Shenandoah Valley

Shenandoah Valley

Virginia Route 340 between Front Royal and Luray is perhaps one of the more underrated scenic drives in the state. And as more and more outdoorspeople are discovering, one of the best places to get out of the car and adventure in that scenery is Shenandoah River State Park (also known as Andy Guest State Park).

As many great outdoor spots are, it can be a bit easy to miss. Driving south on 340 from Front Royal, go about eight miles and the park entrance is on your right. Admission for an in-state passenger vehicle is $5, Sunday through Saturday and $7 on “Prime Season Weekends and Holidays.” (Fees for various other situations may be found here. )

The park encompasses more than 1,600 acres of Blue Ridge beauty. About five miles of shoreline border the South Fork of the Shenandoah River. A small-boat launch is busy on weekends with canoeists, kayakers, rafters and tubers. Smallmouth bass fishing, especially in spring will give anglers all the action they want. While popular tales of catching “100 fish in a day” are probably a thing of the past, the Shenandoah River is still very good bass fishery.

The park is well laid out to take advantage of both river and mountain views. A picnic area by the river, 10 riverfront tent campsites, a campground with water and electric sites, cabins, RV sites and a group campground are available. (More information on overnight stays and reservations may be found here. )

With more than 24 miles of well-marked trails and a zipline, the park has plenty of options for hiking, biking, horseback riding and adventure. Expansive views of the river and valley can be seen from high points along the trails.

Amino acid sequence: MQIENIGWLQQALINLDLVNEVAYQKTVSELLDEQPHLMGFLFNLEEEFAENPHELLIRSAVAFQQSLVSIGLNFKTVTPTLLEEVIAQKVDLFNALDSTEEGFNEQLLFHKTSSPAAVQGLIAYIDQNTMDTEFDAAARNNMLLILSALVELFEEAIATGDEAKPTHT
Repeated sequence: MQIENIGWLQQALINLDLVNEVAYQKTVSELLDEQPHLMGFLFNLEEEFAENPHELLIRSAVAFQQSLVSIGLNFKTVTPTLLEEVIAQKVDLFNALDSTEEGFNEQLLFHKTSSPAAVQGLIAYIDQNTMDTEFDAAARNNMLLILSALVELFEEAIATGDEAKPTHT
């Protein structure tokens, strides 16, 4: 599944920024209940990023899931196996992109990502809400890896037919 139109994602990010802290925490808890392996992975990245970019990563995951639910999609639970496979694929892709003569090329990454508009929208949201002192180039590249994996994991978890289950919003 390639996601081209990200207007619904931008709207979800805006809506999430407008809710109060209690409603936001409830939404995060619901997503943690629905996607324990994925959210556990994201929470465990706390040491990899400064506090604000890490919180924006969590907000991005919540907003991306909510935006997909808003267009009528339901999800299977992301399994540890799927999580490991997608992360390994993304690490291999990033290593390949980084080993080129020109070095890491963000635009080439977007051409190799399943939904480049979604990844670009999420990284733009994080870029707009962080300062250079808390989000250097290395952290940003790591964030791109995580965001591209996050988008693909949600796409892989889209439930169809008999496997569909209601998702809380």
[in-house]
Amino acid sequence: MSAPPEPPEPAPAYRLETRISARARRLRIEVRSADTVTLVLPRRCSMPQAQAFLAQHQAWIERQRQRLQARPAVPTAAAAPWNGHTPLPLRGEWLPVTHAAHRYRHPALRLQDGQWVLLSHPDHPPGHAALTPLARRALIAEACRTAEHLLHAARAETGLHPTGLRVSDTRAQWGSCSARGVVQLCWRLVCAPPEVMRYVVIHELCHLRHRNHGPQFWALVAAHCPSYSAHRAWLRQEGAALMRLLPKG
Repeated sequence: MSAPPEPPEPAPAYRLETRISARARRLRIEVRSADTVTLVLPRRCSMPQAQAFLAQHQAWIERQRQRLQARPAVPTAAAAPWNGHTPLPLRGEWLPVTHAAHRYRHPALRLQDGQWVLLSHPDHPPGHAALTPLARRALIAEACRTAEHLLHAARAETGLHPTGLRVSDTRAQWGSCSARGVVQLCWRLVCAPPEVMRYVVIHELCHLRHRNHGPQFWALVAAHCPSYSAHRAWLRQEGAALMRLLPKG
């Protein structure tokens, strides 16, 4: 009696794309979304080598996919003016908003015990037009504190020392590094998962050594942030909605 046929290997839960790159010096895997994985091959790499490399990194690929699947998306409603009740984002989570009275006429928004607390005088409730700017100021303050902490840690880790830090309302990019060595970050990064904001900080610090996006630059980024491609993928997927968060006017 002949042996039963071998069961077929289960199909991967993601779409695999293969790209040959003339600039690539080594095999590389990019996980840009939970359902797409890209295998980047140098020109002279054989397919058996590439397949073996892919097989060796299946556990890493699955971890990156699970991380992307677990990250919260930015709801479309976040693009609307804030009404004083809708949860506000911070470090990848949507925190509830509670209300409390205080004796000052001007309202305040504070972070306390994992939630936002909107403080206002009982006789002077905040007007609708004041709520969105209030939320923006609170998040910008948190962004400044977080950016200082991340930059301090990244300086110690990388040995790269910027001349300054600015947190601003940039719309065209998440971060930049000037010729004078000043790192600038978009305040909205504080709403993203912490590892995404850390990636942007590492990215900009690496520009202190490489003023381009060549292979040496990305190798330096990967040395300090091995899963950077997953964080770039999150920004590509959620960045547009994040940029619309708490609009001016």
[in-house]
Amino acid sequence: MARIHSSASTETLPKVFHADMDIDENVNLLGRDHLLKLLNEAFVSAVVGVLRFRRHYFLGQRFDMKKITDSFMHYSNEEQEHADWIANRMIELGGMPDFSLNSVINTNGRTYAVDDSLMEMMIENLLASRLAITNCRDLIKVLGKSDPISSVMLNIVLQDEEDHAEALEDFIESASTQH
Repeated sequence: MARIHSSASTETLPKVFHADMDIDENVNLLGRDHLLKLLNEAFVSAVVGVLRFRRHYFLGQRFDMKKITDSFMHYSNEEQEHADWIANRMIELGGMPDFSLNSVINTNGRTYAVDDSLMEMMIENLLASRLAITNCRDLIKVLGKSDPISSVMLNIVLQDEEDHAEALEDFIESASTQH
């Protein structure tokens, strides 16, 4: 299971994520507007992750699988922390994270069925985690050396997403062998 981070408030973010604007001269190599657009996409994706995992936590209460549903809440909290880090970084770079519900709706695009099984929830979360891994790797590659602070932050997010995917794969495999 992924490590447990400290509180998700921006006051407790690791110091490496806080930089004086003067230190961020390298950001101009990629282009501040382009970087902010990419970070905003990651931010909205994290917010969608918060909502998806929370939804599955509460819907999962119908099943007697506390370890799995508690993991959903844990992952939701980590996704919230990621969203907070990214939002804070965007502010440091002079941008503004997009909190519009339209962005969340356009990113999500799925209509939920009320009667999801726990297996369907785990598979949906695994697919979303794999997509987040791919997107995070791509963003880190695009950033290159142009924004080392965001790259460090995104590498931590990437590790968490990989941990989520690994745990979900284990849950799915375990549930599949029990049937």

Mountain biking in particular seems to be growing in popularity. While truly advanced cyclists might find the trail system more fun than challenge, new and intermediate riders can find easy, flat routes by the river, along with moderate hills, and the occasional lactate-searing climb. Richard Sitorius, massage therapist at the Mimslyn Inn Spa, rides there often and said, “The trail network is consistently clean and offers a wide range of fun, easy and family-friendly trails, as well as more moderately difficult routes. There is a lot of variety and I’ve enjoyed mountain biking there for several years now.”

Some of the trails lead into deep woods, and sightings of wildlife such as deer, turkeys and the occasional black bear are not at all uncommon. Ask for the trail map where you pay your entry fee to choose from various trail lengths and degrees of difficulty.

Between Memorial Day and Labor Day, a long list of ranger-led natural history programs are conducted. These are perfect for any parent worried about how much screen time their children are getting. Topics vary widely but include outdoor photography, fishing, butterflies, astronomy, birding, wetland walks and more. Adventure races–such as the recent “Shenandoah Strong,” where competitors had 12 hours to traverse 50 miles of terrain by foot, bike and kayak/canoe–lie partially within the park, as well as George Washington National Forest.

While camping or staying in a cabin within the park is the best way to immerse yourself in the experience, great lodging options are available in nearby Front Royal at the Motel 6 or the Super 8. In Luray, choose from the Mimsyln Inn, The Manor House and Cottage Collection, the Hotel Laurance, or the Luray Caverns Motel.  Plenty of cabin rentals are available in and Luray, too. Check with All Star Lodging to find what suits you best.

Photo courtesy Virginia State Parks staff